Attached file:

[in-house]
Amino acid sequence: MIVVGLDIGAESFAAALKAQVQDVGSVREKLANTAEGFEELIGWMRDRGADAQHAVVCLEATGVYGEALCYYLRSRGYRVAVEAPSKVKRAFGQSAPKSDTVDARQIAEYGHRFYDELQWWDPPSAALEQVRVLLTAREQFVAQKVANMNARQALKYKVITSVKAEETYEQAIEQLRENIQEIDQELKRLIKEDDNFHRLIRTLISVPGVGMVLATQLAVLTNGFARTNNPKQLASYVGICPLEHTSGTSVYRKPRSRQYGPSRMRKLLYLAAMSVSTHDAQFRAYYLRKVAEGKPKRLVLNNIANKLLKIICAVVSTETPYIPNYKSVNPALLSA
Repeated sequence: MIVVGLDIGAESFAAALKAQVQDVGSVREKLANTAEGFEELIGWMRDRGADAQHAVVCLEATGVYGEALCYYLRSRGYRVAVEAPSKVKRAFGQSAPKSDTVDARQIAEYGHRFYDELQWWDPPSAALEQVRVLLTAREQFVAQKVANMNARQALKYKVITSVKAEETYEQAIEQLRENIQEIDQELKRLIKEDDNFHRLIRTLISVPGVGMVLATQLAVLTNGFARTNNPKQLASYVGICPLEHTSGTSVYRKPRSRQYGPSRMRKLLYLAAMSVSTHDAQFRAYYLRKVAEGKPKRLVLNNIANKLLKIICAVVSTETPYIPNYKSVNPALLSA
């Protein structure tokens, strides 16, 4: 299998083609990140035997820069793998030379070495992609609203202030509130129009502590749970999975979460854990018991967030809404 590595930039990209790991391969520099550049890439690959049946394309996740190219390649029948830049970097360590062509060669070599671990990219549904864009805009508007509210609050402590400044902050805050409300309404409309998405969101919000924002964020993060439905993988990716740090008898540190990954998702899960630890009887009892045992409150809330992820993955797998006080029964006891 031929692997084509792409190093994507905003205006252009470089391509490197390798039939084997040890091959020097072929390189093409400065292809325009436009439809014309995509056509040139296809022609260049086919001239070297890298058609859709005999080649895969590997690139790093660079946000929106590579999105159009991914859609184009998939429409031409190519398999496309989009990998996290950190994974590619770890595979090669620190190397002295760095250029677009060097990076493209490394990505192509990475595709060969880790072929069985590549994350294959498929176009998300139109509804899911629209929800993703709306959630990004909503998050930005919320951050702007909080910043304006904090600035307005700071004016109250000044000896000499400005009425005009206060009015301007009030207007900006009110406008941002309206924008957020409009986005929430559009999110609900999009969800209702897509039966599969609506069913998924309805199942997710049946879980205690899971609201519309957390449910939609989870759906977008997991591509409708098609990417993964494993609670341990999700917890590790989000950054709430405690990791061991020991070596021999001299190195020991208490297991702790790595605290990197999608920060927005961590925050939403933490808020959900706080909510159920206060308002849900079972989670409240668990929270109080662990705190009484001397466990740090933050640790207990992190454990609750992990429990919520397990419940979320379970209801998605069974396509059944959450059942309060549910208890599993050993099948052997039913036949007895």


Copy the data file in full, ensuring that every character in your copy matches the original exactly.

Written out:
[in-house]
Amino acid sequence: MIVVGLDIGAESFAAALKAQVQDVGSVREKLANTAEGFEELIGWMRDRGADAQHAVVCLEATGVYGEALCYYLRSRGYRVAVEAPSKVKRAFGQSAPKSDTVDARQIAEYGHRFYDELQWWDPPSAALEQVRVLLTAREQFVAQKVANMNARQALKYKVITSVKAEETYEQAIEQLRENIQEIDQELKRLIKEDDNFHRLIRTLISVPGVGMVLATQLAVLTNGFARTNNPKQLASYVGICPLEHTSGTSVYRKPRSRQYGPSRMRKLLYLAAMSVSTHDAQFRAYYLRKVAEGKPKRLVLNNIANKLLKIICAVVSTETPYIPNYKSVNPALLSA
Repeated sequence: MIVVGLDIGAESFAAALKAQVQDVGSVREKLANTAEGFEELIGWMRDRGADAQHAVVCLEATGVYGEALCYYLRSRGYRVAVEAPSKVKRAFGQSAPKSDTVDARQIAEYGHRFYDELQWWDPPSAALEQVRVLLTAREQFVAQKVANMNARQALKYKVITSVKAEETYEQAIEQLRENIQEIDQELKRLIKEDDNFHRLIRTLISVPGVGMVLATQLAVLTNGFARTNNPKQLASYVGICPLEHTSGTSVYRKPRSRQYGPSRMRKLLYLAAMSVSTHDAQFRAYYLRKVAEGKPKRLVLNNIANKLLKIICAVVSTETPYIPNYKSVNPALLSA
């Protein structure tokens, strides 16, 4: 299998083609990140035997820069793998030379070495992609609203202030509130129009502590749970999975979460854990018991967030809404 590595930039990209790991391969520099550049890439690959049946394309996740190219390649029948830049970097360590062509060669070599671990990219549904864009805009508007509210609050402590400044902050805050409300309404409309998405969101919000924002964020993060439905993988990716740090008898540190990954998702899960630890009887009892045992409150809330992820993955797998006080029964006891 031929692997084509792409190093994507905003205006252009470089391509490197390798039939084997040890091959020097072929390189093409400065292809325009436009439809014309995509056509040139296809022609260049086919001239070297890298058609859709005999080649895969590997690139790093660079946000929106590579999105159009991914859609184009998939429409031409190519398999496309989009990998996290950190994974590619770890595979090669620190190397002295760095250029677009060097990076493209490394990505192509990475595709060969880790072929069985590549994350294959498929176009998300139109509804899911629209929800993703709306959630990004909503998050930005919320951050702007909080910043304006904090600035307005700071004016109250000044000896000499400005009425005009206060009015301007009030207007900006009110406008941002309206924008957020409009986005929430559009999110609900999009969800209702897509039966599969609506069913998924309805199942997710049946879980205690899971609201519309957390449910939609989870759906977008997991591509409708098609990417993964494993609670341990999700917890590790989000950054709430405690990791061991020991070596021999001299190195020991208490297991702790790595605290990197999608920060927005961590925050939403933490808020959900706080909510159920206060308002849900079972989670409240668990929270109080662990705190009484001397466990740090933050640790207990992190454990609750992990429990919520397990419940979320379970209801998605069974396509059944959450059942309060549910208890599993050993099948052997039913036949007895």